Notice the generalised depletion of ozone that starts in August. This is due to the activity of NOx reaching the pole as surface pressure rises, the flow of mesospheric air is cut off and the final warming begins. In springtime as atmospheric pressure falls over Antarctica the stratosphere over the pole warms, the circulation of the air slows and by December it actually reverses its rotation at the 10 Mb level.
In particular we should be interested in whether the zonal wind slows as the stratosphere heats, not only on the annual scale, but also on the synoptic scale of days and weeks. If it does, perhaps the atmosphere is responding to the electromagnetic environment of which it is part.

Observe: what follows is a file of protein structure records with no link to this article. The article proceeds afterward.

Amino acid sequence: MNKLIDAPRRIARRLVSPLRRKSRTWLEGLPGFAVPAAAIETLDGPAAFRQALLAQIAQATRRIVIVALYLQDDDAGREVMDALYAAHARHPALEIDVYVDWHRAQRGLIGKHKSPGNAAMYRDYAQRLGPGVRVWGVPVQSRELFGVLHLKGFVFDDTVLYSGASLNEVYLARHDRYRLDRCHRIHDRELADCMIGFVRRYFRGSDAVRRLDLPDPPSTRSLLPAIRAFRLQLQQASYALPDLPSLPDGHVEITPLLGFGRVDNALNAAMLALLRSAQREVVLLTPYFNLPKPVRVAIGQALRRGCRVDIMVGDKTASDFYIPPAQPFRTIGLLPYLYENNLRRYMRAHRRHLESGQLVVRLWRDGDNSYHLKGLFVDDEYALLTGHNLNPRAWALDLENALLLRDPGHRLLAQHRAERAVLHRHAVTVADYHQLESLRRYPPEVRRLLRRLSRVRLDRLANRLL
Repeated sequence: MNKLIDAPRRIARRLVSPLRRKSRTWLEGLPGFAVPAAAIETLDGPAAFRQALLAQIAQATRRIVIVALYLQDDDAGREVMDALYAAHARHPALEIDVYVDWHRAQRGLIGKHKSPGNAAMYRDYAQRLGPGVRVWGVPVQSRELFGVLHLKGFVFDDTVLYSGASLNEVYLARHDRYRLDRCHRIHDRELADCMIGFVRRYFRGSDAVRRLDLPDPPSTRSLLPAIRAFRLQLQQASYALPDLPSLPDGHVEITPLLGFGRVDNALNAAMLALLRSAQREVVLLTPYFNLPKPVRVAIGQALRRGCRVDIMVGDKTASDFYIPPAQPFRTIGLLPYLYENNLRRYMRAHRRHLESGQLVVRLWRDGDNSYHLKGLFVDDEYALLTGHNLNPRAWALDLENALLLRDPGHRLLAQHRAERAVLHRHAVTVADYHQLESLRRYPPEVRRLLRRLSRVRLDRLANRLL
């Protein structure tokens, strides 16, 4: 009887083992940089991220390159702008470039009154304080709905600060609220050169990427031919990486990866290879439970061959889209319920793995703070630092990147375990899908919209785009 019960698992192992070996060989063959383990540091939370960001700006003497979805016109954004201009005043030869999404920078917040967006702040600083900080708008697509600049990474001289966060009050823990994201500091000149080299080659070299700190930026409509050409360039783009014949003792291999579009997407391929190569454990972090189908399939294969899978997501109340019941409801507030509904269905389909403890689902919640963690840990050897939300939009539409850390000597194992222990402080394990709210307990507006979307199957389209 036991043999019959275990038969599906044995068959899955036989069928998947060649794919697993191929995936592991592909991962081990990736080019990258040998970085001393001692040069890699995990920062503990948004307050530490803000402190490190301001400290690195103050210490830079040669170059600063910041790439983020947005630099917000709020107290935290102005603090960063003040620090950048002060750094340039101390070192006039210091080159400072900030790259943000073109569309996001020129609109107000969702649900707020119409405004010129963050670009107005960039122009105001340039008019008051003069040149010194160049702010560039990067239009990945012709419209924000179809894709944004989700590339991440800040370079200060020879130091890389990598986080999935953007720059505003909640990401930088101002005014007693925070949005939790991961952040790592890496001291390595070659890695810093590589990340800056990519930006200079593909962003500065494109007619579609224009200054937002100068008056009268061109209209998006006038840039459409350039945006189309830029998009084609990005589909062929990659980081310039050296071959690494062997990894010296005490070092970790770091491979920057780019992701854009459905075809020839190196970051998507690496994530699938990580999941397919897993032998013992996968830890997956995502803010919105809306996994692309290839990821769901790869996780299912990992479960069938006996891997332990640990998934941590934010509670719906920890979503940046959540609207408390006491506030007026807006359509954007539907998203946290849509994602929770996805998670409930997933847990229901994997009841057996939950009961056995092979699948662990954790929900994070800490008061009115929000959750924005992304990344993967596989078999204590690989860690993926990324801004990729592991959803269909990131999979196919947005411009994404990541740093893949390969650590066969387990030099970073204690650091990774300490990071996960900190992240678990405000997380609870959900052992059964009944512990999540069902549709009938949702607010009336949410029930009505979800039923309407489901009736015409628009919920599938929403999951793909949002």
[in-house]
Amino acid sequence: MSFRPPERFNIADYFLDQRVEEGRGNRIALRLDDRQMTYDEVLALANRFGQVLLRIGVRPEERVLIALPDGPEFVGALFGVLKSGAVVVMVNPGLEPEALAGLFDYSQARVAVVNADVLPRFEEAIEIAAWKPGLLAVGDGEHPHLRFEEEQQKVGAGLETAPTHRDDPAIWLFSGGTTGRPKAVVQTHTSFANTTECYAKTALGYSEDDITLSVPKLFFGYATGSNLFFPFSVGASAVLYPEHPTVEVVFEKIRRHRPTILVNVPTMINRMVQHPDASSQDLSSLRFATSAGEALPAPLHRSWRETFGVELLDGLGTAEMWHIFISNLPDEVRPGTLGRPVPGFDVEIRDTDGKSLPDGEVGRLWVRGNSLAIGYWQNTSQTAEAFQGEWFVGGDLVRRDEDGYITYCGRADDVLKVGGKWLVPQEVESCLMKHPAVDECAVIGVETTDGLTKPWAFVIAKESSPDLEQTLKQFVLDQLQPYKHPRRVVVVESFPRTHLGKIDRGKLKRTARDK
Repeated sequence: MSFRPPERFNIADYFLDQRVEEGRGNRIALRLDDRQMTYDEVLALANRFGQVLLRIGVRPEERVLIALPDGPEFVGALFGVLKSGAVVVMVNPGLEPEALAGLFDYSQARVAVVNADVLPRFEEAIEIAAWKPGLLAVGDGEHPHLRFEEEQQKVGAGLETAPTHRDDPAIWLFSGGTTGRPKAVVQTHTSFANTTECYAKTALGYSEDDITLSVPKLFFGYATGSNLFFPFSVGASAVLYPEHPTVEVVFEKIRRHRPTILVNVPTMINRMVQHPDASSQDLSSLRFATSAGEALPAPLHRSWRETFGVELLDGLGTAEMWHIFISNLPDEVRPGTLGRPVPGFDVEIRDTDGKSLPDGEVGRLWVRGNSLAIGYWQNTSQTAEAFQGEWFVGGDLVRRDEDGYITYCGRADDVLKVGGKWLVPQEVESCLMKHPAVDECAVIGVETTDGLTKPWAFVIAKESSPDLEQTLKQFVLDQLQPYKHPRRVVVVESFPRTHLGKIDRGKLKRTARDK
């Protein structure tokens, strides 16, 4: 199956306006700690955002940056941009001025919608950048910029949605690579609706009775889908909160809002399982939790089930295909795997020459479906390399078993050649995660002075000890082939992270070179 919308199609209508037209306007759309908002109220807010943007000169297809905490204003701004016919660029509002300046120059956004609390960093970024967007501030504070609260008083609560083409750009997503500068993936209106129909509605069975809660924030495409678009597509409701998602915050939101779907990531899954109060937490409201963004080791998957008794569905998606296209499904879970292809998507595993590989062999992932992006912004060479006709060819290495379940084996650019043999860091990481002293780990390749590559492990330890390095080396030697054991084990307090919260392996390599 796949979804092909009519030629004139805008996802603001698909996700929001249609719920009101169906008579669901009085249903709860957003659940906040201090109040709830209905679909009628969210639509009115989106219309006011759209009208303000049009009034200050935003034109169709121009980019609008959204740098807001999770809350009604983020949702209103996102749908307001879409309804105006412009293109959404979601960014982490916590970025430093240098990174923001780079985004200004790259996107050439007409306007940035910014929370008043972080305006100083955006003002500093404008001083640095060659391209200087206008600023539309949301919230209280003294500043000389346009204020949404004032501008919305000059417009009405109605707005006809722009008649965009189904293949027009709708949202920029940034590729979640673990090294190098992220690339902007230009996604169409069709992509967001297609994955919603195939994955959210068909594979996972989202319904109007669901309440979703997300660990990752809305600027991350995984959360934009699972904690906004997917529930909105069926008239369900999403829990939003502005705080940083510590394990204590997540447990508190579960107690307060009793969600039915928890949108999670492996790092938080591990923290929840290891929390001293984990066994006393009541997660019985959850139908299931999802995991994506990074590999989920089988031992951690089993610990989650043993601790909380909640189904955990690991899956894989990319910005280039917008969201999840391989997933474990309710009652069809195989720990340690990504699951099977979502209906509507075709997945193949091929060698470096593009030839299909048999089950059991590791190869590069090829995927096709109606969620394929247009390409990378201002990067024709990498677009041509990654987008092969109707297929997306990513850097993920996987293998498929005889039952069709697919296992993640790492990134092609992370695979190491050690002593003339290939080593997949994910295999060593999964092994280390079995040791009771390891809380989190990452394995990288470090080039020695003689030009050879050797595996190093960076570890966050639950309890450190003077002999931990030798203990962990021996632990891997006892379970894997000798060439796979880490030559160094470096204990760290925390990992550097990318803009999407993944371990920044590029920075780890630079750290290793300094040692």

At 50 hPa (above) the pattern of ozone accumulation in the Australian New Zealand sector is more clearly defined. The pattern is less episodic, more linear and persistent. In fact the movement of the air even at 30° -40° south begins to reflect the linearity and the stop-go nature of the high altitude zonal wind that reaches its apogee in the structure of the polar vortex.Notice the difference in linearity between summer and winter. Notice the extension of winter warming until November that is the transition month between winter and summer conditions at this latitude. We are here looking at part of the driver for surface conditions in the southern hemisphere and indeed globally on all time scales.In a later chapter we will see that November is the ‘snap to attention’ month when the dominant role of driving the ozone content of the air is passed over short time intervals is passed, baton like, to the Arctic.